Pakistan to liquidate al Qaeda's leadership. Al Qaeda began a global
counterattack -- as in Spain -- that was neither unexpected nor as effective
as it might have been. However, the counterattack in Iraq was both unexpected
and destabilizing -- causing military and political processes in Iraq to
separate out, and forcing the United States into negotiations with the Sunni
guerrillas while simultaneously trying to manage a crisis in the Shiite
areas. At the same time that the United States was struggling to stabilize
its position in Iraq, the prison abuse issue emerged. It was devastating not
only in its own right, but also because of the timing. It generated a sense
that U.S. operations in Iraq were out of control. From Al Fallujah to An
Najaf to Abu Ghraib, the question was whether anyone had the slightest idea
what they were trying to achieve in Iraq.

Which brings us back to the razor's edge. If the United States rapidly
adjusts its Iraq operations to take realities in that country into account,
rather than engaging on ongoing wishful thinking, the situation in Iraq can
be saved and with it the gains made in the war on al Qaeda. On the other
hand, if the United States continues its unbalanced and ineffective
prosecution of the war against the guerrillas and continues to allow its
relations with the Shia to deteriorate, the United States will find itself in
an untenable position. If it is forced to withdraw from Iraq, or to so limit
its operations there as to be effectively withdrawn, the entire dynamic that
the United States has worked to create since the Sept. 11 attacks will
reverse itself, and the U.S. position in the Muslim world -- which was fairly
strong in January 2004 -- will deteriorate, and al Qaeda's influence will
increase dramatically.

The Political Crisis

It is not clear that the Bush administration understands the crisis it is
facing. The prison abuse pictures are symptomatic -- not only of persistent
command failure, but also of the administration's loss of credibility with
the public. Since no one really knows what the administration is doing, it is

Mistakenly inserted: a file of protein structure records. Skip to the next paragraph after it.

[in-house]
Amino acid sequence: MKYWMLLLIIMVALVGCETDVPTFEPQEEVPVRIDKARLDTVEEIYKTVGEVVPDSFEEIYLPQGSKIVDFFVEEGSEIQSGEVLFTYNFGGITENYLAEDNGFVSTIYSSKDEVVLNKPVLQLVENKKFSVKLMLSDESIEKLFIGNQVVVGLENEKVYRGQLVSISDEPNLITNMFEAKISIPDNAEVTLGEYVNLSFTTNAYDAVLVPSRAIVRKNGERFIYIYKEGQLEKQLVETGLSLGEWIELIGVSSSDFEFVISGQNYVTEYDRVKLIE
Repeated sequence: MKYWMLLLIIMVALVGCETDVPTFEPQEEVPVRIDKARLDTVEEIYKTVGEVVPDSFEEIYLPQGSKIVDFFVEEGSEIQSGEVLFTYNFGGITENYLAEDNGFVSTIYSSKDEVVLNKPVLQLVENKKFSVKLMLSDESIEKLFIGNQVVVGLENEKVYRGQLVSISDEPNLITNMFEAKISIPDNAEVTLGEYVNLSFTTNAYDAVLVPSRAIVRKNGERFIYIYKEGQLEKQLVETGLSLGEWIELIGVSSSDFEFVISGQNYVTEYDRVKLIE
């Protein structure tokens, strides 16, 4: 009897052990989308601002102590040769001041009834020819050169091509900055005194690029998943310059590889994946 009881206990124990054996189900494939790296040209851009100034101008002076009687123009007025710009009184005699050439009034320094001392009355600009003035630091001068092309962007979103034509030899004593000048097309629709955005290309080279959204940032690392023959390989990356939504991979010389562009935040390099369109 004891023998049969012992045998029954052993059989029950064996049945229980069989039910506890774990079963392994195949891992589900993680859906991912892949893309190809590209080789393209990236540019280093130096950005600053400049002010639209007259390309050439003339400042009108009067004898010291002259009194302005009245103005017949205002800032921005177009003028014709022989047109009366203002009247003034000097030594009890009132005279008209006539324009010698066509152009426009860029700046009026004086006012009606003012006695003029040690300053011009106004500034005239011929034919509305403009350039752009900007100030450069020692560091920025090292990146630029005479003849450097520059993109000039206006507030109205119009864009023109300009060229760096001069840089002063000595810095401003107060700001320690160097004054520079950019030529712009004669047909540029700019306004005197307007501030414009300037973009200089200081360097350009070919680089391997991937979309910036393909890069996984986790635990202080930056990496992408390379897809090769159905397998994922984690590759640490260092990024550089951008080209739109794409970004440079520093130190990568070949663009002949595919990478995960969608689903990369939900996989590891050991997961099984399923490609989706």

not unreasonable to fill in the blanks with the least generous assumptions.
The issue is this: Iraq has not gone as planned by any stretch of the
imagination. If the failures of Iraq are not rectified quickly, the entire
U.S. strategic position could unravel. Speed is of the essence. There is no
longer time left.

The issue is one of responsibility. Who is responsible for the failures in
Iraq? The president appears to have assumed that if anyone were fired, it
would be admitting that something went wrong. At this point, there is no one
who doesn't know that many things have gone wrong. If the president insists
on retaining all of his senior staff, Cabinet members and field commanders,
no one is going to draw the conclusion that everything is under control;
rather they will conclude that it is the president himself who is responsible
for the failures, and they will act accordingly.

The issue facing Bush is not merely the prison pictures. It is the series of
failures in the Iraq campaign that have revealed serious errors of judgment
and temperament among senior Cabinet-level officials. We suspect that Defense
Secretary Donald Rumsfeld is finished, and with him Deputy Secretary Paul
Wolfowitz. Vice President Dick Cheney said over the weekend that everyone
should get off of Rumsfeld's case. What Cheney doesn't seem to grasp is that
there is a war on and that at this moment, it isn't going very well. If the
secretary of defense doesn't bear the burden of failures and misjudgments,
who does? Or does the vice president suggest a no-fault policy when it comes
to war? Or does he think that things are going well?

This is not asked polemically. It is our job to identify emerging trends, and
we have, frequently, been accused of everything from being owned by the
Republicans to being Iraq campaign apologists. In fact, we are making a non-
partisan point: The administration is painting itself into a corner that will
cost Bush the presidency if it does not deal with the fact that there is no
one who doesn't know that Iraq has been mismanaged. The administration's only
option for survival is to start managing it effectively, if that can be done
at this point.

(c) 2004 Strategic Forecasting, Inc. All rights reserved.